It is equally important to understand the factors in children, and in their environment, which can contribute to the growth of competence and socially skilled behaviours. Hence we have also analysed the factors that lead to social, psychological, and academic competence in the children as they develop, with a particular focus on temperament. The question of what helps children to remain resilient and coping well when challenge and adversity arise in their environment is also part of this research.
In the more recent years of the life of the project, many individual children have written to us and sent poems, drawings and photographs of themselves. With their permission, we include a selection of these personal contributions.
In the final part of the report, we summarise the main contributions of the Australian Temperament Project and suggest how this research will be valuable in furthering our understanding of the ways in which social and emotional development may be enhanced in children. In particular, this story teaches us much about the role which temperament plays in intra and inter-personal development across the span from infancy to adolescence.
Authors and Acknowledgements
Professor Margot Prior is Director of Psychology at the Royal Children's Hospital, Melbourne, and is a member of the Departments of Paediatrics, and of Psychology, at the University of Melbourne. She is a Fellow of the Academy of the Social Sciences of Australia. Formerly a professional musician, she began her career in developmental and clinical Psychology in the 1970s, and has taught Psychology at LaTrobe, Monash and Melbourne universities. She has published books on Learning Difficulties, and on Hyperactivity, as well as many book chapters and papers in international journals. She is regularly invited to speak at national and international conferences. She has held visiting Research Fellowships at the Universities of Padua, Italy; London, UK; Oregon, USA; and Otago, New Zealand.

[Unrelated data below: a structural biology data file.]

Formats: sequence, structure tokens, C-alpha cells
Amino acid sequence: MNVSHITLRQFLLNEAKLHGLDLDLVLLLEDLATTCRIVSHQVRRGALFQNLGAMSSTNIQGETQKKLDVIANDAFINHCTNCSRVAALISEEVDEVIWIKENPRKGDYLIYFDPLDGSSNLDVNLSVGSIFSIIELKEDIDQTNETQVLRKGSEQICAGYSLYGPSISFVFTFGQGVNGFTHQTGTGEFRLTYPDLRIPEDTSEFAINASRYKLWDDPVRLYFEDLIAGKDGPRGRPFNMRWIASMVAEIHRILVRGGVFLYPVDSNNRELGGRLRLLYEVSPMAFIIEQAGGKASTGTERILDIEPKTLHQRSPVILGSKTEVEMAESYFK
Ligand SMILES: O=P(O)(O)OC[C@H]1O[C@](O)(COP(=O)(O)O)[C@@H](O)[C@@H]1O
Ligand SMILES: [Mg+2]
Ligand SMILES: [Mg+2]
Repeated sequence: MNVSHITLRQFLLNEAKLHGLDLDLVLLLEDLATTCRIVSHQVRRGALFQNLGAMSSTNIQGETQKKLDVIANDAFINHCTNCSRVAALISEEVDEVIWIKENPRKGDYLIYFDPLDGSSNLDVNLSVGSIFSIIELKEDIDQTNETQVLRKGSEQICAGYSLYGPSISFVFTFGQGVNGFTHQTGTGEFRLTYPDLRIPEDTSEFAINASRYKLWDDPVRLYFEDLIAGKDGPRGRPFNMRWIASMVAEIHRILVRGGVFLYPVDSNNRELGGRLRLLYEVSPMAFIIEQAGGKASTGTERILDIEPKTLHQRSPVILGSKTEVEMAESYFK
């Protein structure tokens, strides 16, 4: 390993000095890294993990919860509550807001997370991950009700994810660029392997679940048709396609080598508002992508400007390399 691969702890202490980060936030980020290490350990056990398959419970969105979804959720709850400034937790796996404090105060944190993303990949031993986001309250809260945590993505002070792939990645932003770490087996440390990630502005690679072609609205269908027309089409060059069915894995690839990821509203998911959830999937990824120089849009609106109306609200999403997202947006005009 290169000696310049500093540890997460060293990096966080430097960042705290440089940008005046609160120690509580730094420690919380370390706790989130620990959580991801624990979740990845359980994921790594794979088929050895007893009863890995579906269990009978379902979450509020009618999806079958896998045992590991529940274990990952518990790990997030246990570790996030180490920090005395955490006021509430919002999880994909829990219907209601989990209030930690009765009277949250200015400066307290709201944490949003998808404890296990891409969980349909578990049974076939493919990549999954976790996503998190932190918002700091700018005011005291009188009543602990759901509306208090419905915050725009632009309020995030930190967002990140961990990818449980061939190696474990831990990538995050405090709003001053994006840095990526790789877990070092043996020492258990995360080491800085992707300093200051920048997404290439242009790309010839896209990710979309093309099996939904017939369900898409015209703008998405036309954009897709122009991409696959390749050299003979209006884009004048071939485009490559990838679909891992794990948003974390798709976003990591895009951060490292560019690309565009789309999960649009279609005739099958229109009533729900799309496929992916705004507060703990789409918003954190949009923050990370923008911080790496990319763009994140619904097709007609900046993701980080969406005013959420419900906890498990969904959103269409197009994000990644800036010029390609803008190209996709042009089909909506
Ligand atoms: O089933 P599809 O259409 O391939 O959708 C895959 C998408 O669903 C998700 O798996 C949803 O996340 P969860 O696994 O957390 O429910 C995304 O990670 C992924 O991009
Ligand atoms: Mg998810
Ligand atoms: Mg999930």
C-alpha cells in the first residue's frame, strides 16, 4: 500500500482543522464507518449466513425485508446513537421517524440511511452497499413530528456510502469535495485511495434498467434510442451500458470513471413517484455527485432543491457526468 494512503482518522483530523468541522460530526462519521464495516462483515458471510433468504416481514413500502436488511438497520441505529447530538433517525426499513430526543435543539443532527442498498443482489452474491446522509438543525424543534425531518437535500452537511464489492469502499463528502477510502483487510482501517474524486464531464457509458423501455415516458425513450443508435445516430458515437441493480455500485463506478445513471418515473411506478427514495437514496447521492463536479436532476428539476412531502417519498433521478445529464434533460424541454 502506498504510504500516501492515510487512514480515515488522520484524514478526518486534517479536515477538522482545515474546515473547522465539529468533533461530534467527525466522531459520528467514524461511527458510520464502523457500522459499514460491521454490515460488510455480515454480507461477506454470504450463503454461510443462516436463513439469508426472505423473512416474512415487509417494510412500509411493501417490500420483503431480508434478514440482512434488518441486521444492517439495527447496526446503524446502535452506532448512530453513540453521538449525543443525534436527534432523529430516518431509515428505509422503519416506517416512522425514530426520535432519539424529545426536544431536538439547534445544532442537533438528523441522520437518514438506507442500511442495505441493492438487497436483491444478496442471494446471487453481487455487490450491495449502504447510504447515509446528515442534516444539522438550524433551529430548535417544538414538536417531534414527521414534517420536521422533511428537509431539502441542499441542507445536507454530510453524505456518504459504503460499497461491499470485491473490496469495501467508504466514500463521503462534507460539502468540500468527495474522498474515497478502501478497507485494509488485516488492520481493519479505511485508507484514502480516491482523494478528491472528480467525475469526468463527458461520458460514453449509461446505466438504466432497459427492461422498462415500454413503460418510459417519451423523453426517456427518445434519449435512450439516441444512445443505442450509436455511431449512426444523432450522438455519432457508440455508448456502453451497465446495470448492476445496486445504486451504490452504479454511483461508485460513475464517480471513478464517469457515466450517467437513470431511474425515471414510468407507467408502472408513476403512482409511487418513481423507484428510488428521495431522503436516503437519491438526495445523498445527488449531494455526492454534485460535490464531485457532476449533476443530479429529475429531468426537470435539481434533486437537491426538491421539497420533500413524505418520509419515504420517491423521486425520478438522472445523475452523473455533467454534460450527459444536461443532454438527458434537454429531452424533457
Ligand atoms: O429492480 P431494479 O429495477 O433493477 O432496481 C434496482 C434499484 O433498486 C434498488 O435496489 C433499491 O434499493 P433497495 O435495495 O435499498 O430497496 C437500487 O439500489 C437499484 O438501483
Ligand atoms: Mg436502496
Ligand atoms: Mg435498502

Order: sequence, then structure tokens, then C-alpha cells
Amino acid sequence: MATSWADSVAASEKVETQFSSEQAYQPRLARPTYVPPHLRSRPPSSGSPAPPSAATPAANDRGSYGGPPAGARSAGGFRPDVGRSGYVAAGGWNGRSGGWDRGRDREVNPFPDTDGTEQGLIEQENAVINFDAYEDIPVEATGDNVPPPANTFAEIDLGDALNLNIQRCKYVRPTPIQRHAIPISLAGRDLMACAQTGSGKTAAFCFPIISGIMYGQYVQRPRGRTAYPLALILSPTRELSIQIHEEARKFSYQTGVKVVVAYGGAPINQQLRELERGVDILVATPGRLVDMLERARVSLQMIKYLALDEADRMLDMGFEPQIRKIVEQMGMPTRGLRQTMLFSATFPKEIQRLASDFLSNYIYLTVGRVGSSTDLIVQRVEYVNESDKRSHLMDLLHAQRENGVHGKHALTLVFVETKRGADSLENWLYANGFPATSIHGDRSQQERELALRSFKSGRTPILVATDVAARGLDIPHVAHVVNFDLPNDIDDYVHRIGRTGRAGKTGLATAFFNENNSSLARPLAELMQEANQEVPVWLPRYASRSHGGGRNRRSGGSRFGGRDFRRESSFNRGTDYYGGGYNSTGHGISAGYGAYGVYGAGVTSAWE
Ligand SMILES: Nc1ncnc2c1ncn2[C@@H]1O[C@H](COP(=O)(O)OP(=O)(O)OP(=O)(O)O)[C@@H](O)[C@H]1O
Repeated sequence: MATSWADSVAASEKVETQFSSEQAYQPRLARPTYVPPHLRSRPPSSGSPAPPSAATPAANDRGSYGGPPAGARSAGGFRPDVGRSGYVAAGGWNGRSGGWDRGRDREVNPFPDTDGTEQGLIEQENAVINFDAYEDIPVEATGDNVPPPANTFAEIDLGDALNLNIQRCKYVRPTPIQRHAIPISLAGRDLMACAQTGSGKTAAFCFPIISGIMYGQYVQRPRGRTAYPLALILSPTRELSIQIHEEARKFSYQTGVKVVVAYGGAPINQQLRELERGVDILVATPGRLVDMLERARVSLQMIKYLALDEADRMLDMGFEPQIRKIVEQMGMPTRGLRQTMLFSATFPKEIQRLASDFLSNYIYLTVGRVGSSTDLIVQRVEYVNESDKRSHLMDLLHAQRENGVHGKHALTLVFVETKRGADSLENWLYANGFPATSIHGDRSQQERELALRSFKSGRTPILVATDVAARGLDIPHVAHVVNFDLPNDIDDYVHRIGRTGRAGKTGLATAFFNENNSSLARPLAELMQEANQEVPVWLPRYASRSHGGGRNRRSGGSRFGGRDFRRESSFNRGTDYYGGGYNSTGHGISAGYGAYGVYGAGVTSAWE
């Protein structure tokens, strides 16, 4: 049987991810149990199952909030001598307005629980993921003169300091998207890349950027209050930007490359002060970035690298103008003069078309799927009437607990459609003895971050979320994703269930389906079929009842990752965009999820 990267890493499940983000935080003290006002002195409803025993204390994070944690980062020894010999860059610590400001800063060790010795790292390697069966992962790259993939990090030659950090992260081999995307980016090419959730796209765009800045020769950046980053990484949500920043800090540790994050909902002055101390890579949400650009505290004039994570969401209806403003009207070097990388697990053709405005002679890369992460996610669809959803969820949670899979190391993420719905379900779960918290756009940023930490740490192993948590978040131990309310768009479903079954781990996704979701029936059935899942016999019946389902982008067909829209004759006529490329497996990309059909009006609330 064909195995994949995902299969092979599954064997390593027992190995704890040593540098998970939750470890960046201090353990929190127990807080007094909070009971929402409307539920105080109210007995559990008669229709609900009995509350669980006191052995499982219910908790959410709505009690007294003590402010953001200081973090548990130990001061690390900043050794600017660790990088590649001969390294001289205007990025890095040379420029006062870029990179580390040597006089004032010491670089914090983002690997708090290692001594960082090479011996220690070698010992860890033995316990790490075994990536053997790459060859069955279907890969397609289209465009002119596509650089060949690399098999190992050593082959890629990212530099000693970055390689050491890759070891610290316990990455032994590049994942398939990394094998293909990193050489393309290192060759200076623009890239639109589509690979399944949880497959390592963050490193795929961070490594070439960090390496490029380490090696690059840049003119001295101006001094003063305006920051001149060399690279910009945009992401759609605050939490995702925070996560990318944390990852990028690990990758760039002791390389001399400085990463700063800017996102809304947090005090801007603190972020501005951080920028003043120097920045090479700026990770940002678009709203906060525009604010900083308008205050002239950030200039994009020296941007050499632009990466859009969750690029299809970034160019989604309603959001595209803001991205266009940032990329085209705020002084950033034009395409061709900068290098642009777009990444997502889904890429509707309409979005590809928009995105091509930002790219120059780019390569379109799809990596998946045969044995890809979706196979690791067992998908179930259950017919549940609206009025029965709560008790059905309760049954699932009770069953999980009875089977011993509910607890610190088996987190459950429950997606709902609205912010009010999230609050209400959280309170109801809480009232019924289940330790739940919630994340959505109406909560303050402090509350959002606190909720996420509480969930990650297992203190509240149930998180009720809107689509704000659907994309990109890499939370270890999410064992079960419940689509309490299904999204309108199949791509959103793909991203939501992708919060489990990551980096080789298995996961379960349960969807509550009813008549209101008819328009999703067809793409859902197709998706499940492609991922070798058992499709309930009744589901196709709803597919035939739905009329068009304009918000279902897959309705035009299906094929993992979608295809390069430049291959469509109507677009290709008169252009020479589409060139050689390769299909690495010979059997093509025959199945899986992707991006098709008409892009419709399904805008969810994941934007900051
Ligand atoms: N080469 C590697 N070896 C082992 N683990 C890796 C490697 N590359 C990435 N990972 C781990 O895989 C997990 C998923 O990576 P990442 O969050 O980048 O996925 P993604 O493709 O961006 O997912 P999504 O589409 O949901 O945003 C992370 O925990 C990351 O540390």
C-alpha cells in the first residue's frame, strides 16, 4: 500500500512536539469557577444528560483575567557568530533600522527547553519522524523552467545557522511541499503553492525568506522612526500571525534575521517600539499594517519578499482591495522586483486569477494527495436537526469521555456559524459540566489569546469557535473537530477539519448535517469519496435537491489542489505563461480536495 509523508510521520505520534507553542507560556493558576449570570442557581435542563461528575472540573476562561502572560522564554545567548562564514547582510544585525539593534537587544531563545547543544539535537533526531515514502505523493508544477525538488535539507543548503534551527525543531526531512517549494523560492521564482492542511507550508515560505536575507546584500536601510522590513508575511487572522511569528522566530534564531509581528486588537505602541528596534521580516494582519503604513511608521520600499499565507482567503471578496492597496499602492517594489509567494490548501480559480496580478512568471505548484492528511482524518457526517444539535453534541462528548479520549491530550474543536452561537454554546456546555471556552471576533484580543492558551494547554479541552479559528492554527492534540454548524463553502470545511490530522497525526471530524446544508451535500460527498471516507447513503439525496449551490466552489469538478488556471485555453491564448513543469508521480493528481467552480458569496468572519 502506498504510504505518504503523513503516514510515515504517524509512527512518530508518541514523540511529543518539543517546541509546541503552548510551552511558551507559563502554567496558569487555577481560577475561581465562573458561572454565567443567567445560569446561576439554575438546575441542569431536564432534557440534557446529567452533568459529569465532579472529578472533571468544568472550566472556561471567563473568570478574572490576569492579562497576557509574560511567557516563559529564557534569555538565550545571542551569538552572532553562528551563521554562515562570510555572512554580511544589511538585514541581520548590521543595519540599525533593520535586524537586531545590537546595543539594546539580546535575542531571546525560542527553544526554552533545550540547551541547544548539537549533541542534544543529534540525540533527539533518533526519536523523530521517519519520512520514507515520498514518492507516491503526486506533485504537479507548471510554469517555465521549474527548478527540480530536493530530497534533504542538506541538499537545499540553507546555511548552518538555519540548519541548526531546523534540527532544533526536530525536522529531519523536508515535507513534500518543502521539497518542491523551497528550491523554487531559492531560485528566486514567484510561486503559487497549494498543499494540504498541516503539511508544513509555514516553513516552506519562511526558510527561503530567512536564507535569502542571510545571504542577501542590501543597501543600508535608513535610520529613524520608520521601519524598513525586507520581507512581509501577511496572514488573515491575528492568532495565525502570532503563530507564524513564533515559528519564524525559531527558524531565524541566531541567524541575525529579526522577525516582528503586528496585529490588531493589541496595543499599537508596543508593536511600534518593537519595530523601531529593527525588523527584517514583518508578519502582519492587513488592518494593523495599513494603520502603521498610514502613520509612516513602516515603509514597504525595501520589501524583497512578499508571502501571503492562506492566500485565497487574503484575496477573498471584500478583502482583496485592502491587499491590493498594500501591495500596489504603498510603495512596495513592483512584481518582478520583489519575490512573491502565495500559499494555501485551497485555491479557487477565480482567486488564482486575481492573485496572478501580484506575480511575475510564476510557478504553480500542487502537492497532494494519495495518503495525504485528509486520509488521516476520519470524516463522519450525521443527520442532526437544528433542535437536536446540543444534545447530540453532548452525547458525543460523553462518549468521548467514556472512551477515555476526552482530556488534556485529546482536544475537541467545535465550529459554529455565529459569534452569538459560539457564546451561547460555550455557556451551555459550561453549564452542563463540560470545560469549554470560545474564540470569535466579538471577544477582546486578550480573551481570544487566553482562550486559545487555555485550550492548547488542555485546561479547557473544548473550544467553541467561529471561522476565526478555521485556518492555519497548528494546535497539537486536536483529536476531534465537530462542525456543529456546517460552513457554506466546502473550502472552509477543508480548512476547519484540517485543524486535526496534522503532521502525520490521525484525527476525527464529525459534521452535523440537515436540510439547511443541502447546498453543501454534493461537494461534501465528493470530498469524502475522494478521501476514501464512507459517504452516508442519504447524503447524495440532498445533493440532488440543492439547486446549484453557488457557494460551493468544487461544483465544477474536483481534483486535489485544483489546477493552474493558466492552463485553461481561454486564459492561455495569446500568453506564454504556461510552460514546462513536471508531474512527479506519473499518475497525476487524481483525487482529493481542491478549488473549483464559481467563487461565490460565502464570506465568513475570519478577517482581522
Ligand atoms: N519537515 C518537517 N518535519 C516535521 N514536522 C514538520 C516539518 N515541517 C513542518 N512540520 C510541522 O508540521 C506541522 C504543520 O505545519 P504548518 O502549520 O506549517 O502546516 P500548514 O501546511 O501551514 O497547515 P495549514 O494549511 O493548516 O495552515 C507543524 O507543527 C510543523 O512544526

Associate Professor Ann Sanson is the Principal Research Fellow leading the Children and Parenting research program, and Acting Research Manager, at the Australian Institute of Family Studies. She is also an Associate Professor in the Department of Psychology at the University of Melbourne, where her teaching and research have been in the areas of developmental psychology, developmental psychopathology and conflict resolution. She has published numerous book chapters and papers in international journals and been invited to speak at national and international conferences. She is a fellow of the Australian Psychological Society, and has had leadership roles within the Society, including terms as Vice-President and Director of Social Issues. She is a member of the Committee for the Psychological Study of Peace, and has acted as a consultant for the Christian Children's Fund in conflict situations (for example, East Timor and Kosovo.